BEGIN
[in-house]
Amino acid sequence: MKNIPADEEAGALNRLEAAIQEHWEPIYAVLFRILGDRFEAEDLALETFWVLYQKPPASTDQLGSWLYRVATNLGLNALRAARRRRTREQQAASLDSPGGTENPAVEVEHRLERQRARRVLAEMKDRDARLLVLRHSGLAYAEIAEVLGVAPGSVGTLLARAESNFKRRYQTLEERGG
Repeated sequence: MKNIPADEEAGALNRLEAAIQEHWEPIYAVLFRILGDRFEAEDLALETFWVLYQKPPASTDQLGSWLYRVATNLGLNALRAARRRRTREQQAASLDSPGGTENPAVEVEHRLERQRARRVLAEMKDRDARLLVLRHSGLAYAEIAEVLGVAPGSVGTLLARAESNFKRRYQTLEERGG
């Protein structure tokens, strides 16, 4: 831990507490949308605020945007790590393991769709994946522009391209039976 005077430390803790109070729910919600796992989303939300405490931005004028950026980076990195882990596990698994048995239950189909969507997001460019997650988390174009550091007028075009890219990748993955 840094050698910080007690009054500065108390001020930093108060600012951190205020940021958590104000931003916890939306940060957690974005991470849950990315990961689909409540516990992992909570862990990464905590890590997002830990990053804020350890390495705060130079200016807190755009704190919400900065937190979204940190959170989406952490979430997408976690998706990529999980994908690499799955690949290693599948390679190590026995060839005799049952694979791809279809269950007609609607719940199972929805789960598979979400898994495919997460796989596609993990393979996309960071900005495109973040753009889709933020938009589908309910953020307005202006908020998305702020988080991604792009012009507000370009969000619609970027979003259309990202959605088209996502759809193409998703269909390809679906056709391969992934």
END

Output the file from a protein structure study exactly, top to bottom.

[in-house]
Amino acid sequence: MKNIPADEEAGALNRLEAAIQEHWEPIYAVLFRILGDRFEAEDLALETFWVLYQKPPASTDQLGSWLYRVATNLGLNALRAARRRRTREQQAASLDSPGGTENPAVEVEHRLERQRARRVLAEMKDRDARLLVLRHSGLAYAEIAEVLGVAPGSVGTLLARAESNFKRRYQTLEERGG
Repeated sequence: MKNIPADEEAGALNRLEAAIQEHWEPIYAVLFRILGDRFEAEDLALETFWVLYQKPPASTDQLGSWLYRVATNLGLNALRAARRRRTREQQAASLDSPGGTENPAVEVEHRLERQRARRVLAEMKDRDARLLVLRHSGLAYAEIAEVLGVAPGSVGTLLARAESNFKRRYQTLEERGG
């Protein structure tokens, strides 16, 4: 831990507490949308605020945007790590393991769709994946522009391209039976 005077430390803790109070729910919600796992989303939300405490931005004028950026980076990195882990596990698994048995239950189909969507997001460019997650988390174009550091007028075009890219990748993955 840094050698910080007690009054500065108390001020930093108060600012951190205020940021958590104000931003916890939306940060957690974005991470849950990315990961689909409540516990992992909570862990990464905590890590997002830990990053804020350890390495705060130079200016807190755009704190919400900065937190979204940190959170989406952490979430997408976690998706990529999980994908690499799955690949290693599948390679190590026995060839005799049952694979791809279809269950007609609607719940199972929805789960598979979400898994495919997460796989596609993990393979996309960071900005495109973040753009889709933020938009589908309910953020307005202006908020998305702020988080991604792009012009507000370009969000619609970027979003259309990202959605088209996502759809193409998703269909390809679906056709391969992934």